What is Reverse Merge ( Revert Merge ) in SVN, a simple explanation and the step by step processes from start to finish would be great.

Can someone give me the the processes, numbered if you can. And a good and simple example would be great too.

2 Answers 2


From Tortoise User Guide:

If you want to merge changes back out of your working copy, to revert a change which has already been committed, select the revisions to revert and make sure the Reverse merge box is checked.

From my point of view a reverse merge is a "normal" commit which represents an "anti"-commit to one or more former commits. The former commit will still exist, but the changes become reverted through new "anti"-commit.

  • I want a simple explanation with an example please Oct 23, 2013 at 6:45
  • 4
    If you do a commit which changes the value of a variable form "Foo" to "Bar" than the reverse commit will bring "Foo" back.
    – Micha
    Oct 23, 2013 at 8:33
  • Is the example helpful for you?
    – Micha
    Oct 24, 2013 at 5:08
  • 1
    This is very helpful. So is this a bit like Rollback. Nov 13, 2013 at 8:20
  • 1
    @Micha: Thank also for your reply. While I see your point and agree that your usage is not wrong per se, it still becomes very difficult to communicate in a broader community if personal formulations are used instead of ones well-established in a particular field, especially in a delicate and confusion-prone subject such as versioning. In this case, I recommend sticking to SVN's own definitions of terms. There, to commit means "Send changes from your working copy to the repository" (svnbook.red-bean.com/en/1.7/svn.ref.svn.c.commit.html). May 30, 2016 at 9:14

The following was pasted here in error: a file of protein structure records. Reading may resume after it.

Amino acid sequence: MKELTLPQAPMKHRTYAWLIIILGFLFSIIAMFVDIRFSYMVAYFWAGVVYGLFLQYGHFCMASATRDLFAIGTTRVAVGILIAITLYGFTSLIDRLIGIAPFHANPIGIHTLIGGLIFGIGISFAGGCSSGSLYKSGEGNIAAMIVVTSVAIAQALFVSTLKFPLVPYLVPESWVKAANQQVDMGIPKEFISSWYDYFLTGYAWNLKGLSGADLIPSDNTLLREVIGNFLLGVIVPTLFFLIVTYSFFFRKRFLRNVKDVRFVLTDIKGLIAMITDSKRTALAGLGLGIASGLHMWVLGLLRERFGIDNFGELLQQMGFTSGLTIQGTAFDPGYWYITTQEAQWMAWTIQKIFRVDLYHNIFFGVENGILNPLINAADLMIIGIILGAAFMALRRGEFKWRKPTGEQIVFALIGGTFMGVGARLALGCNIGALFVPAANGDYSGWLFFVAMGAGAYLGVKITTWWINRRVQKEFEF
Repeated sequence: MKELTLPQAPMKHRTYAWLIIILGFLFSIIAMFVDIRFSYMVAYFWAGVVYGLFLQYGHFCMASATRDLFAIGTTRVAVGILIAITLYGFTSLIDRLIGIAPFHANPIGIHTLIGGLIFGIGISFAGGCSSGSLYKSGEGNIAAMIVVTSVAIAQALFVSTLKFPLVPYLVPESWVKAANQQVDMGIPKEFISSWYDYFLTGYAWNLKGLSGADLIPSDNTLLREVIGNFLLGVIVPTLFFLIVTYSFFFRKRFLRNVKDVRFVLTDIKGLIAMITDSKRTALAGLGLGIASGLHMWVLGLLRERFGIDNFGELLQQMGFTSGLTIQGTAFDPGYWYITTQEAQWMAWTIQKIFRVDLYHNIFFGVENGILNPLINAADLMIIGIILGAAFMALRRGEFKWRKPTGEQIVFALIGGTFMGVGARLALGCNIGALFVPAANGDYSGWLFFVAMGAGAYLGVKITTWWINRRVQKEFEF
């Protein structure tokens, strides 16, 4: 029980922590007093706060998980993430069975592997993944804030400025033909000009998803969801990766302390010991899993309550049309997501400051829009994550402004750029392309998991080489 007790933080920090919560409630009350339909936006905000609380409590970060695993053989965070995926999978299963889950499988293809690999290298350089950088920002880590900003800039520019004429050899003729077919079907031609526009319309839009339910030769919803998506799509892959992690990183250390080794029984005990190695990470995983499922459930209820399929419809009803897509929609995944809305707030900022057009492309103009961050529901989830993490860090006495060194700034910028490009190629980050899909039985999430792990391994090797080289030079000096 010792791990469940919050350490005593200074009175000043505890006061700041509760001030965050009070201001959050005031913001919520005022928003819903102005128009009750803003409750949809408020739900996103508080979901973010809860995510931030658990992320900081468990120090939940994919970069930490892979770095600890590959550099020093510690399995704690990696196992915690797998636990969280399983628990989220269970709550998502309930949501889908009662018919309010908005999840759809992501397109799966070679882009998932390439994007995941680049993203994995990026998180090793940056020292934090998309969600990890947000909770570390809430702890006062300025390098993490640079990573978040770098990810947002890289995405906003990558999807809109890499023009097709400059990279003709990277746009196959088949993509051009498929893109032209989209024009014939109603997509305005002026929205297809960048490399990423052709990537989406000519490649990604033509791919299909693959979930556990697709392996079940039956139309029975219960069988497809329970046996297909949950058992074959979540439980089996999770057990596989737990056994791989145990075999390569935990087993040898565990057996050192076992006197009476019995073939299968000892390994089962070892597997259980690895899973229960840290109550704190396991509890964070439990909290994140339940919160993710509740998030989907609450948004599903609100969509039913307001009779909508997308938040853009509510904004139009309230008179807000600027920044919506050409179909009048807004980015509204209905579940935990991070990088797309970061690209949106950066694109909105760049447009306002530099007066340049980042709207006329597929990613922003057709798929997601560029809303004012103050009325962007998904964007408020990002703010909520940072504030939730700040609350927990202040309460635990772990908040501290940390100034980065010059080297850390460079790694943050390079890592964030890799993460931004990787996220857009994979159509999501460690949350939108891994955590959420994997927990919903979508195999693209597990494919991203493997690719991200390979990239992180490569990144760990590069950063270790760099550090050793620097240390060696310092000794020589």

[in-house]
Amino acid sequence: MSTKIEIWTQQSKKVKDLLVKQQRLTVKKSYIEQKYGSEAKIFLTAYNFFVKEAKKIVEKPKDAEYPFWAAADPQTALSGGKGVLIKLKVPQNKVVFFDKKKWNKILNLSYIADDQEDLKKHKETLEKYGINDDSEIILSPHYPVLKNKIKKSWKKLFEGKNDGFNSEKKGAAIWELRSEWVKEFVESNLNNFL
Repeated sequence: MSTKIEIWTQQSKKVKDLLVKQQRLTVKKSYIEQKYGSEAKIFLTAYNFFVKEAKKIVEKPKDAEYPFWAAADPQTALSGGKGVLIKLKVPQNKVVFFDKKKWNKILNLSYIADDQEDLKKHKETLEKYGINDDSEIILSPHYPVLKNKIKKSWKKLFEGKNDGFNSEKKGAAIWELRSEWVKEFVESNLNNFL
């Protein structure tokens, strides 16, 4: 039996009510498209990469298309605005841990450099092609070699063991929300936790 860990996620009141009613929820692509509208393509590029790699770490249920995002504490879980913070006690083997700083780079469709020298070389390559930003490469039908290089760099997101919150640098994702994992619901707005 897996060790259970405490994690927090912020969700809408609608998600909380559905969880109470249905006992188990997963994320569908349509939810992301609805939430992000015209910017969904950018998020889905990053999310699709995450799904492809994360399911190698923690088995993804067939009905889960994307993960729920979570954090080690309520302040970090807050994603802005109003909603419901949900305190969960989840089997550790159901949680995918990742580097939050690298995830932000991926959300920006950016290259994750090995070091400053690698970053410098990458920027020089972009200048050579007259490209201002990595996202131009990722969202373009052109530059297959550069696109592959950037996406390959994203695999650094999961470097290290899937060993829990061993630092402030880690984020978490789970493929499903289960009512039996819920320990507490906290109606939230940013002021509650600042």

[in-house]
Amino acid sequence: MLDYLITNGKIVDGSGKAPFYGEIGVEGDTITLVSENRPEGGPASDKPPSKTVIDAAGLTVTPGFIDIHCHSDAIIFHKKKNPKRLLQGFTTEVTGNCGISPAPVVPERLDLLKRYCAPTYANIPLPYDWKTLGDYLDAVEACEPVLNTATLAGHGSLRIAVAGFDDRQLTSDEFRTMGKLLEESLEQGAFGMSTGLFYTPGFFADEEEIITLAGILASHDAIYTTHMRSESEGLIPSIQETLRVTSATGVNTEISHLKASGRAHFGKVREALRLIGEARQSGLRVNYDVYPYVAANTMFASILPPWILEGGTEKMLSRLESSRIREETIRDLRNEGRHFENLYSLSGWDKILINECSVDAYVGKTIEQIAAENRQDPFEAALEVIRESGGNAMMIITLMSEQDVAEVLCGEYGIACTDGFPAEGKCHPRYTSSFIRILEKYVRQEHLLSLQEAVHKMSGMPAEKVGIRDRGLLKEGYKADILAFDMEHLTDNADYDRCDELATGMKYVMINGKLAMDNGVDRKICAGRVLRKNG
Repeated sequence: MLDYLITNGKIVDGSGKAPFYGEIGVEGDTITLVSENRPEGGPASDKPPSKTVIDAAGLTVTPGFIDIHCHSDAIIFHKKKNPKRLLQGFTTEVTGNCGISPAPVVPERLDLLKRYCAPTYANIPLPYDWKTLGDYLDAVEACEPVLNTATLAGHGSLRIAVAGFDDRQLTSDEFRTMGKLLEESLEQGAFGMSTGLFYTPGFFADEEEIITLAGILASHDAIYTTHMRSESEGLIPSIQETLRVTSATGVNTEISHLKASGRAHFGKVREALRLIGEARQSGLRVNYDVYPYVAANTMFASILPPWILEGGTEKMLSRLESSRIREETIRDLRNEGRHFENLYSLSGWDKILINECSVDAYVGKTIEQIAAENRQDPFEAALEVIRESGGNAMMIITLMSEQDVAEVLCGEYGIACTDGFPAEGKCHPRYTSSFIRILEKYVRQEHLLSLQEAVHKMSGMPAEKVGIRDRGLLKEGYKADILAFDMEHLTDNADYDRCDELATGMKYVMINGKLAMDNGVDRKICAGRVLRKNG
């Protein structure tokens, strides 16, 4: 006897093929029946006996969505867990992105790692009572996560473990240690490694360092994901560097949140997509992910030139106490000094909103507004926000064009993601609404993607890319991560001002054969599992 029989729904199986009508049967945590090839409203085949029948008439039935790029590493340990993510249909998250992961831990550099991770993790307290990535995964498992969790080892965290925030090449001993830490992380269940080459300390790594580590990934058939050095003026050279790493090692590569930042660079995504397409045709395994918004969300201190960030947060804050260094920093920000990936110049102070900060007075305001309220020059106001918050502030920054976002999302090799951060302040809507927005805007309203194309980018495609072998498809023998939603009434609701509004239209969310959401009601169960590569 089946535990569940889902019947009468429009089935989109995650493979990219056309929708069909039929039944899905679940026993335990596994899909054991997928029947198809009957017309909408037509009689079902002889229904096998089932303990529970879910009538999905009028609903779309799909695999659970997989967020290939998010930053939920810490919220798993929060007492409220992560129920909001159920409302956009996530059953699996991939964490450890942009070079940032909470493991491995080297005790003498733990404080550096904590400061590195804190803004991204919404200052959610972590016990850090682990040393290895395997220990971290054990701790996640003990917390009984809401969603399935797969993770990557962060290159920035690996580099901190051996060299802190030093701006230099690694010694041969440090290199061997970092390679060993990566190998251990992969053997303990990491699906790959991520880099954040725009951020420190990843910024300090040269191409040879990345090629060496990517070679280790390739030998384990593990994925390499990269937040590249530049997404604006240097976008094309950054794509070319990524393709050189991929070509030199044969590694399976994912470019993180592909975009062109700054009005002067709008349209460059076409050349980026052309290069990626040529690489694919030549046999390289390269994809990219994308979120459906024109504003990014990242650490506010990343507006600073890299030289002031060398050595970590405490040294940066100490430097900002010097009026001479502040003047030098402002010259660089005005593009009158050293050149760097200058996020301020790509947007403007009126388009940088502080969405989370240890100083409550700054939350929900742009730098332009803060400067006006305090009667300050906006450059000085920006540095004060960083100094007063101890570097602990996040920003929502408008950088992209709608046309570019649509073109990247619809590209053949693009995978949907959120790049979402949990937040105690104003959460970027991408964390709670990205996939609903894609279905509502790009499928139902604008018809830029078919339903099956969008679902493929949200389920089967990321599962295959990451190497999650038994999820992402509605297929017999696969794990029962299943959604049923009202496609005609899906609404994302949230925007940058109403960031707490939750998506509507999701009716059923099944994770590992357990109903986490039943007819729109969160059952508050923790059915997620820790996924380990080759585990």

Short answer

A reverse merge is formally the same as a merge, but, of course, in reverse order. Changes from reversely-merged revisions become undone in your working copy.


For example, if you want to go back from HEAD to rev. 123, you would reverse-merge like this, assuming your working copy is in HEAD state:

svn merge -r HEAD:123

This will set your working copy in the state of revision 123, but it will formally be based on HEAD. Your working copy state is then the same as if you had manually edited your files back to revision 123. Nothing will have changed in the repository as of yet.

Note that this is not the same as updating to revision 123. If you had done that, although your working copy files would have the same content in both cases, your working copy state would be different: SVN would know that your working copy was based on revision 123 instead of HEAD. If you then tried to commit the changes, it would tell you that you should update to HEAD first, which would undo the update to revision 123, assuming that you have not changed anything in the meantime.

Back to our original scenario. If you are satisfied with the reverse merge, then you can check it in to the repository:

svn commit -m "We undid all changes since r123."

Or, if you feel you have made a mistake, you can revert the reverse merge, which is something completely different, as it only sets your working copy back to the repository state is is based on (in our case, HEAD):

svn revert --recursive .

But be careful with that one, it irreversibly reverts your reverse merge :-). The dot refers to the current directory, and must be specified explicitly (as is not the case with most other SVN commands) as a safety measure to avoid accidentally reverting anything.

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